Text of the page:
SciELO - Scientific Electronic Library Online

 
vol.73 issue3Indications and epidemiological profile of patients submittedMacular edema post-LASIK treated with ranibizumab author indexsubject indexarticles search
Home Pagealphabetic serial listing  

Services on Demand

Journal

Article

Indicators

Related links

Share


Revista Brasileira de Oftalmologia

Print version ISSN 0034-7280

Rev. bras.oftalmol. vol.73 no.3 Rio de Janeiro May/June 2014

http://dx.doi.org/10.5935/0034-7280.20140036 

Artigos originais

Epidemiological and ophthalmological findings in diabetic patients examined in a general hospital

Mariluce Silveira Vergara 1  

André Simoni de Jesus 1  

Lucia Campos Pellanda 2  

Manuel A P Vilela 2   3  

1Specialisation Course in Ophthalmology “Professor Ivo Correa-Meyer”, Porto Alegre/RS, Brazil.

2Post-Graduation Programme, Institute of Cardiology, Cardiology University Foundation; Federal University of Health Sciences of Porto Alegre (UFCSPA), Porto Alegre/RS, Brazil.

3Federal University of Pelotas, Pelotas/RS, Brazil.

ABSTRACT

Objective:

To evaluate the association between epidemiological and ophtalmological findings in diabetic patients.

Methods:

Cross-sectional study. We selected consecutively diabetic patients examined during 2011 which responded to a questionnaire and examination.

Results:

The sample comprised 103 patients, of whom 72 (69.9%) were female, 66 (64%) were Caucasian, average age 59 (+/- 9,21) years, 64% reported minimum wages, 58.2% did not finish elementary school, 75.7% reported family history of diabetes, 45.6% reported regularly perform metabolic control, 54.3% did not receive special nutritional care. On examination, 72.8% had visual acuity of 20/40. There was a significant association between retinal complications and insulin usage (OR=8,3; p=0,003), and between low visual acuity and age (OR=11,8; p=0,003) and insulin (OR=5,48, p=0,021), as well with lower education and income.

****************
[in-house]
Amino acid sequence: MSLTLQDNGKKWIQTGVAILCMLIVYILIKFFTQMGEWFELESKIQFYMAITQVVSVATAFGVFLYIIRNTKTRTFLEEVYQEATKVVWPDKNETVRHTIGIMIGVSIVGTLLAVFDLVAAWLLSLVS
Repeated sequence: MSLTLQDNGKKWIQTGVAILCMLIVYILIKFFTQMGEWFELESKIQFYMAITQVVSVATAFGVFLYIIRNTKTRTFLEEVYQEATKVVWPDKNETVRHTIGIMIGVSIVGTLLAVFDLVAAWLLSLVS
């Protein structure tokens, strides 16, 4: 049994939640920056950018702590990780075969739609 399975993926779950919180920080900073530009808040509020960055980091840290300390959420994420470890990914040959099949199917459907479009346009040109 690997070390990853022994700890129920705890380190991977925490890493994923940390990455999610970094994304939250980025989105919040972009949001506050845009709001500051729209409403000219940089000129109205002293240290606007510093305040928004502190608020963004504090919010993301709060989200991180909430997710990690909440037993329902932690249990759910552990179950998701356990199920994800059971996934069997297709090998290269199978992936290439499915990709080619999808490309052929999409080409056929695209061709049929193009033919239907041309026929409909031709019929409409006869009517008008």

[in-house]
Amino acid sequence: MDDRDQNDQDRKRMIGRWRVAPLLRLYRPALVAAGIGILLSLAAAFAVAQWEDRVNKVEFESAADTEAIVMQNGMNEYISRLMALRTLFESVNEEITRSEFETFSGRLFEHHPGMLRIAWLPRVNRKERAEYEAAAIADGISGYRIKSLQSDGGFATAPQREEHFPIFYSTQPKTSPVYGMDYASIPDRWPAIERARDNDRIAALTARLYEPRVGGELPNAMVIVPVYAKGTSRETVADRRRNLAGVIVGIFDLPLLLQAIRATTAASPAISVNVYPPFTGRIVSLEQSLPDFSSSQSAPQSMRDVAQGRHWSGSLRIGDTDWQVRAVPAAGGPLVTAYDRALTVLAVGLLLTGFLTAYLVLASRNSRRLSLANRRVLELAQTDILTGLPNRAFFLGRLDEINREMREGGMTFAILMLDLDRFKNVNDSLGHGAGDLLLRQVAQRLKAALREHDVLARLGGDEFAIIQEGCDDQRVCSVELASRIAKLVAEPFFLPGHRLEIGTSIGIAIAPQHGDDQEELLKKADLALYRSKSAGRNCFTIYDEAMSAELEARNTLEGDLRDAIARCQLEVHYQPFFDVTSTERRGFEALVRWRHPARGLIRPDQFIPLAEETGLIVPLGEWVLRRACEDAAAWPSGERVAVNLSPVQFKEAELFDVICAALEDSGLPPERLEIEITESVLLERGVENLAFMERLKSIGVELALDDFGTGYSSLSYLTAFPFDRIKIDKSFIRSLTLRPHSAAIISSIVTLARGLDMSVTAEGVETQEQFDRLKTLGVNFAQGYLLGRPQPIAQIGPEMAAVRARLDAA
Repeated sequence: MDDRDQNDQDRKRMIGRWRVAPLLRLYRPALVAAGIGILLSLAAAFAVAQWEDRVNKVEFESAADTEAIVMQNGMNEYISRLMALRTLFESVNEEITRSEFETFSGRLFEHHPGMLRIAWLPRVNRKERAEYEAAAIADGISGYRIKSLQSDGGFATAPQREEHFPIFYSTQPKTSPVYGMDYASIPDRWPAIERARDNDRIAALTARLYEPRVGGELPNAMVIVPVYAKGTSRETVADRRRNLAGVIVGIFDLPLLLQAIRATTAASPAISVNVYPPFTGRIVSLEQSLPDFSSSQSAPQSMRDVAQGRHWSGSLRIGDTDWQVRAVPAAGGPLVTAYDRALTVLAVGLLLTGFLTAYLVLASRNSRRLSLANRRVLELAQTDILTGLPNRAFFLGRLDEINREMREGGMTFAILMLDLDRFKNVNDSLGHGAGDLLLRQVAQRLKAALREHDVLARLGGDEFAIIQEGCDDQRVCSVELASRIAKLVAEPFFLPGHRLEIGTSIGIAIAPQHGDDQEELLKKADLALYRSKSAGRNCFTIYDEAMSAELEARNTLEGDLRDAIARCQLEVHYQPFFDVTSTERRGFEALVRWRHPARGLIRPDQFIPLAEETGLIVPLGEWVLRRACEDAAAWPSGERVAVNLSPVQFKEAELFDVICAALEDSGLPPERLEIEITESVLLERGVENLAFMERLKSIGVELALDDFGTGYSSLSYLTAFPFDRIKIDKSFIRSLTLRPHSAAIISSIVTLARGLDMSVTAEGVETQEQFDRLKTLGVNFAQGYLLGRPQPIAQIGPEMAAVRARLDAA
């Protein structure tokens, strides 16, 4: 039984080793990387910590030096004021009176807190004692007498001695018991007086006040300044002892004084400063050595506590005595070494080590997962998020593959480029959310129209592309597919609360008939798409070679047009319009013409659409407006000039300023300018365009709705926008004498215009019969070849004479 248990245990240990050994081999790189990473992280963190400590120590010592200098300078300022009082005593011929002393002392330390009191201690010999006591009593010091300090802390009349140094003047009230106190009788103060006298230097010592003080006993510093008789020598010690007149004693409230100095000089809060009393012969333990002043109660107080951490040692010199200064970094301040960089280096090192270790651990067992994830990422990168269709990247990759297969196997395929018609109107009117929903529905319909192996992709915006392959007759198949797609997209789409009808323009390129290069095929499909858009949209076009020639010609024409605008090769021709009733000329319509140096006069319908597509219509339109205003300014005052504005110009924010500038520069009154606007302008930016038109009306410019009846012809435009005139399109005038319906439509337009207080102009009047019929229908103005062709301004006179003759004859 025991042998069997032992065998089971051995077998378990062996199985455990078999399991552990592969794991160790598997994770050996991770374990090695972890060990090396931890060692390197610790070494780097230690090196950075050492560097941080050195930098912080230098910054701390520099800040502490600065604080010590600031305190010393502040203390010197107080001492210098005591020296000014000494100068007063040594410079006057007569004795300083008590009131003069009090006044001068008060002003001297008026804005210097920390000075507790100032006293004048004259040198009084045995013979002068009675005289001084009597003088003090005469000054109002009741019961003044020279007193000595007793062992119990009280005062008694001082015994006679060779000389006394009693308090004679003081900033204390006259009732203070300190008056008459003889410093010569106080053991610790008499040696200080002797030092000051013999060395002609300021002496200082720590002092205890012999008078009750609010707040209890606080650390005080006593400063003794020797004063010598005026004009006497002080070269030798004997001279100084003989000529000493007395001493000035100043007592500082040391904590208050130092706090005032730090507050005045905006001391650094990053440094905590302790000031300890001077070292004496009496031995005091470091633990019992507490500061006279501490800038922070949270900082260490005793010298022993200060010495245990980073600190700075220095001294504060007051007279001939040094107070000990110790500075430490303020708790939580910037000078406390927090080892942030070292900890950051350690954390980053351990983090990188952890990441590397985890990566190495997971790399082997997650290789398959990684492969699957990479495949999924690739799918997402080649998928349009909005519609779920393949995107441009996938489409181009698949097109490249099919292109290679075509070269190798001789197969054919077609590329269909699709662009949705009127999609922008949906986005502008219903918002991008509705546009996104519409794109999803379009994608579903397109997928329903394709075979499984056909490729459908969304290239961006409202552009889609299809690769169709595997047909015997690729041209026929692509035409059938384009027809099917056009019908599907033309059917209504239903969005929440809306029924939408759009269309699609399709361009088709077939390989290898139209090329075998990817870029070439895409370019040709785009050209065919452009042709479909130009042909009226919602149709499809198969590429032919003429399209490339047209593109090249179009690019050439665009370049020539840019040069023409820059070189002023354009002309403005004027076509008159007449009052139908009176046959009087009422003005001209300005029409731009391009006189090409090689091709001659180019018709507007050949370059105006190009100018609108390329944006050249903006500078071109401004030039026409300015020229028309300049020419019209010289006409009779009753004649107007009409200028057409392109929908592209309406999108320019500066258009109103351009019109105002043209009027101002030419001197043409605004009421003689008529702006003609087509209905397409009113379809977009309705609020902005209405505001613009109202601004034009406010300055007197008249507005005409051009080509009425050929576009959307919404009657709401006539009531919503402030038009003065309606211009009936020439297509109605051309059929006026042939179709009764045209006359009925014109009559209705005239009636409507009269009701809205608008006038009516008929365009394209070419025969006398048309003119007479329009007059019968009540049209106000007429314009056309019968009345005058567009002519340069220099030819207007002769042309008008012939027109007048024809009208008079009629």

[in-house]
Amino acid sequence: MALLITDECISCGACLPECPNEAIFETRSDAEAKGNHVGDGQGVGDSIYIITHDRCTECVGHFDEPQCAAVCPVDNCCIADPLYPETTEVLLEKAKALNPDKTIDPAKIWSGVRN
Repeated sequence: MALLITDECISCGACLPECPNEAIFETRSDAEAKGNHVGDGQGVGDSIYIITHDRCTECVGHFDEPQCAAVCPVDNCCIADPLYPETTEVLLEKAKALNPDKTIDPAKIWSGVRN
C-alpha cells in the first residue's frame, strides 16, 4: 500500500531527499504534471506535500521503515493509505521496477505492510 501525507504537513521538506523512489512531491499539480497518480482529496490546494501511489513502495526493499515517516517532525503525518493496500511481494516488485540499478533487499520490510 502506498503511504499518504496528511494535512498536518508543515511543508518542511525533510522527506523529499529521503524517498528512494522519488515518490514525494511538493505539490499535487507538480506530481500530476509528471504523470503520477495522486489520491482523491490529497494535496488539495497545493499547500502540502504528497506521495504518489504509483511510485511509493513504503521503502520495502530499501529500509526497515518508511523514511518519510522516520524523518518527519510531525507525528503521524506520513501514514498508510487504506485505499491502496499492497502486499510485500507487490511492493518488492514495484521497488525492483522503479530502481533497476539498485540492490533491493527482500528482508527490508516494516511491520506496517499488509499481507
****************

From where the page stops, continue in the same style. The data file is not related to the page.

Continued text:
Conclusion:

In this low-income and low-education population, glycemic control was poor, and related to the development of diabetic retinopathy and the consequent low vision. These findings emphasize the need to adopt broader strategies to improve control and prevention of diabetes mellitus.

Key words: Diabetes mellitus; Diabetic retinopathy; Blindness

INTRODUCTION

According to the World Health Organization, diabetes mellitus (DM) currently affects approximately 171 million people worldwide(1). Of these, probably 10 to 20% have some form of retinopathy and about 1.78 million are blind. An estimated 7.7% of the population aged 20-70 years (439 million) will have the disease by 2030, of which 70% or more will be concentrated in developing countries(2). This difference is based on factors such as population growth, ageing, inadequate diet, obesity, and sedentary lifestyle, in addition to reductions in the fasting glucose thresholds currently used for diagnosing DM(1-5).

In Brazil, according to the Brazilian Diabetes Society(3), the prevalence of DM in persons aged 30-69 years is 7.6%; São Paulo, Porto Alegre and João Pessoa are the capitals with the highest prevalences.

Most diabetic patients, with rare exceptions(4), do not undergo preventive ophthalmic examination with the recommended frequency and they ignore the consequences of the disease and the importance of prevention(5-13). The most efficient method for evaluating the population utilises non-mydriatic cameras and specialised image-processing centres(14-33).